When it came time to graduate from RN school, a fellow “militant” nursing school friend teamed up with me, and we decided to refuse to wear a nursing cap for our graduation. We were told by the chief of the nursing school that they would not graduate us if we did not wear a cap.

And so we did.

I was able to snag a job in the ICU. The year was 1986. It was a very large hospital. Nursing caps were mandatory. A class-action lawsuit was being introduced as female nurses could only wear dresses. This case was settled out of court, and we were able to wear scrub pants. So this was a major victory.

My first year as an RN, I decided to refuse to wear my nursing cap. It was a bacterial carrier from one patient room where the patient may have an open chest from surgery to another patient’s room that had serious infections. 
I found the cap meaningless and filled with nasty microorganisms.

Yearly evaluations came with a merit raise. And though I scored high on all procedures in ICU, I was denied my merit raise. The reason — I refused to wear my nursing cap.

Year two in ICU left me even more determined as I once again refused to wear a nursing cap. And once again, I was denied my merit raise.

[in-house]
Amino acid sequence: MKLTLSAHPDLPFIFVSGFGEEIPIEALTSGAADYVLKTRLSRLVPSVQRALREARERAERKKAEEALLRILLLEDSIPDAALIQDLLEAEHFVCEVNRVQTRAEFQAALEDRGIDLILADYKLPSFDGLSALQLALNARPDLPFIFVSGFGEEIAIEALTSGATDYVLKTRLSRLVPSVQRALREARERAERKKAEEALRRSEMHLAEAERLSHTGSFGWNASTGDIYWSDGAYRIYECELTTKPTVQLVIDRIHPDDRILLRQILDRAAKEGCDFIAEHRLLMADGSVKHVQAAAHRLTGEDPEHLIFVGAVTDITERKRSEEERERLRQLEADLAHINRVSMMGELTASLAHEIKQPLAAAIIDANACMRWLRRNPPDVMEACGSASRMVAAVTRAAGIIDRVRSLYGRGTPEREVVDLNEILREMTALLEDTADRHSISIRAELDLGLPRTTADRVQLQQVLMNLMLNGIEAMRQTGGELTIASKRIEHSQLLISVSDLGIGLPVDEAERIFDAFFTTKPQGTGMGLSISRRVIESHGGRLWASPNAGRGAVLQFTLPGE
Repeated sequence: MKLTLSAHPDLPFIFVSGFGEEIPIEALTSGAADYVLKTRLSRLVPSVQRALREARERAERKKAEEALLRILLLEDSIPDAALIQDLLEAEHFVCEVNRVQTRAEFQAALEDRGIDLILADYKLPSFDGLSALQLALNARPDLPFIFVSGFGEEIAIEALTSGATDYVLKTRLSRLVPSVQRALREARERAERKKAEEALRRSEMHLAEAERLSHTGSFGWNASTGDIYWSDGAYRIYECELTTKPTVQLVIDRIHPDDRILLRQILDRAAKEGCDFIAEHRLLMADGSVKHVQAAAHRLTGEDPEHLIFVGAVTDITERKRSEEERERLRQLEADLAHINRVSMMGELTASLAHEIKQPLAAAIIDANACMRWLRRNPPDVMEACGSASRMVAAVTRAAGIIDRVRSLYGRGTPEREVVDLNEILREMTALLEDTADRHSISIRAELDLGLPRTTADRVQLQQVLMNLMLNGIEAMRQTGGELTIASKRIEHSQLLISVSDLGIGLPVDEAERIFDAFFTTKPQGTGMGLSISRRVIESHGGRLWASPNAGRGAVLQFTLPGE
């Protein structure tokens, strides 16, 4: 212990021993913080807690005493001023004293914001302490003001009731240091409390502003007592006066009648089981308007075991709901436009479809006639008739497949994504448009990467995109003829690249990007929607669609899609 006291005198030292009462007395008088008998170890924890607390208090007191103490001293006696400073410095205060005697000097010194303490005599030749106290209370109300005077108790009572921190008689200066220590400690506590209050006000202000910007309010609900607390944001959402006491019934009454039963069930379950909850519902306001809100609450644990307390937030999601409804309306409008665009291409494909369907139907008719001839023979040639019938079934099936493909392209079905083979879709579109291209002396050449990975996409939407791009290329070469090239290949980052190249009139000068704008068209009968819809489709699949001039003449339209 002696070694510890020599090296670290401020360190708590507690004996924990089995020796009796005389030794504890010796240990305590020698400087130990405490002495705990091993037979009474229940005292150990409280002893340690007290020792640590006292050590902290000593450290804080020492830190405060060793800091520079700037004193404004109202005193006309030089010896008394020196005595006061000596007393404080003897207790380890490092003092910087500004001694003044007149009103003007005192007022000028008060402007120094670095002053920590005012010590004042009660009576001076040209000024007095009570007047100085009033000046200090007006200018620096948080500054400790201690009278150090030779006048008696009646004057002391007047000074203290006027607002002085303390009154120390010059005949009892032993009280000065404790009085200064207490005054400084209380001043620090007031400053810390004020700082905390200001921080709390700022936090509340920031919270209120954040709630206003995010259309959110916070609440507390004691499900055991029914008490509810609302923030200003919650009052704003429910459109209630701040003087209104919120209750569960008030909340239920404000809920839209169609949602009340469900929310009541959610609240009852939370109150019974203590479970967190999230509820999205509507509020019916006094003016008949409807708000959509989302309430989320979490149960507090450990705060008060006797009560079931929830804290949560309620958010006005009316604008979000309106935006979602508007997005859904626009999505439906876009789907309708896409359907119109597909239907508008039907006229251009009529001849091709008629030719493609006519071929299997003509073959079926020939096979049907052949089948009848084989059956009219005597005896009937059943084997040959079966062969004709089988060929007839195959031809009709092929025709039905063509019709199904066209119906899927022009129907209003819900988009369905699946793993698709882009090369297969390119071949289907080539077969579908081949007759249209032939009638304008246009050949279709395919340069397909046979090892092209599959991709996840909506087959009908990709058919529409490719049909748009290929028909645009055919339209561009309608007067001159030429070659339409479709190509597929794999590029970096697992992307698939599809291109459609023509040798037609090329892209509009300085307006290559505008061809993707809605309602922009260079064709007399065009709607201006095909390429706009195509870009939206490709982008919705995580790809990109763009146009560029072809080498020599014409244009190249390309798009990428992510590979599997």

When it came for our merit evaluations, I was denied again for the same reason.

And with that came my outburst.

“The only reason I am forced to wear a nursing cap is because I do not have a penis. If I had a penis, I would be free from this appendage that has no constructive value to it.

If you don’t give me my merit raise, I will get a lawyer and file against this institution for sex-dress discrimination.”

And with that, I received my merit raises and never wore that cap again.

Hats off to those people who influenced me: Ruth Bader Ginsburg, Martin Luther King Jr., President John Kennedy, women’s liberation, National Organization for Women (NOW), Malcolm X, Gloria Steinem, and the civil rights movement.

And because of these strong people, little girls across this great country of ours can dream of what they want to be when they grow up. They can now make their own decisions and make their dreams come true.

Power to the people.